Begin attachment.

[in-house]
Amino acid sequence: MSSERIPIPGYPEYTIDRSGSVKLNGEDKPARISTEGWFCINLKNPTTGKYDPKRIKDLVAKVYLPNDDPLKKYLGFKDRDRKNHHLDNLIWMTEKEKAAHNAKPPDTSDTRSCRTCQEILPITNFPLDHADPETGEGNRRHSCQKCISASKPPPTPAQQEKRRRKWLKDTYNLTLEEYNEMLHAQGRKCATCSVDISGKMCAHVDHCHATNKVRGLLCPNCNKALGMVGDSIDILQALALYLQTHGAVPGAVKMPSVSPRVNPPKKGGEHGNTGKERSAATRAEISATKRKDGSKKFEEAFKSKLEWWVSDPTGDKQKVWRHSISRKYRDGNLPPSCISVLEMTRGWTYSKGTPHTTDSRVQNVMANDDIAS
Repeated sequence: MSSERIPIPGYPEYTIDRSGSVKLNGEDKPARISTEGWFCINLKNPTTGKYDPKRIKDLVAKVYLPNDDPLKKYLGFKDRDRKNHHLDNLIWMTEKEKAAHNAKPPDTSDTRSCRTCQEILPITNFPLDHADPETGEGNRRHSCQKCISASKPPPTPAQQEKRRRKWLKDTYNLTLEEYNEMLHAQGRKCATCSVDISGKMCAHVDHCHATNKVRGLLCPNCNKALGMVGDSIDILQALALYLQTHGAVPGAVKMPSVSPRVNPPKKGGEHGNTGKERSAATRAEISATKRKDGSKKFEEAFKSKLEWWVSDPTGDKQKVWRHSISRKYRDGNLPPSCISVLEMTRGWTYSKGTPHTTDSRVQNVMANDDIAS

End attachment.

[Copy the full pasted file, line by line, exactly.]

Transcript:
[in-house]
Amino acid sequence: MSSERIPIPGYPEYTIDRSGSVKLNGEDKPARISTEGWFCINLKNPTTGKYDPKRIKDLVAKVYLPNDDPLKKYLGFKDRDRKNHHLDNLIWMTEKEKAAHNAKPPDTSDTRSCRTCQEILPITNFPLDHADPETGEGNRRHSCQKCISASKPPPTPAQQEKRRRKWLKDTYNLTLEEYNEMLHAQGRKCATCSVDISGKMCAHVDHCHATNKVRGLLCPNCNKALGMVGDSIDILQALALYLQTHGAVPGAVKMPSVSPRVNPPKKGGEHGNTGKERSAATRAEISATKRKDGSKKFEEAFKSKLEWWVSDPTGDKQKVWRHSISRKYRDGNLPPSCISVLEMTRGWTYSKGTPHTTDSRVQNVMANDDIAS
Repeated sequence: MSSERIPIPGYPEYTIDRSGSVKLNGEDKPARISTEGWFCINLKNPTTGKYDPKRIKDLVAKVYLPNDDPLKKYLGFKDRDRKNHHLDNLIWMTEKEKAAHNAKPPDTSDTRSCRTCQEILPITNFPLDHADPETGEGNRRHSCQKCISASKPPPTPAQQEKRRRKWLKDTYNLTLEEYNEMLHAQGRKCATCSVDISGKMCAHVDHCHATNKVRGLLCPNCNKALGMVGDSIDILQALALYLQTHGAVPGAVKMPSVSPRVNPPKKGGEHGNTGKERSAATRAEISATKRKDGSKKFEEAFKSKLEWWVSDPTGDKQKVWRHSISRKYRDGNLPPSCISVLEMTRGWTYSKGTPHTTDSRVQNVMANDDIAS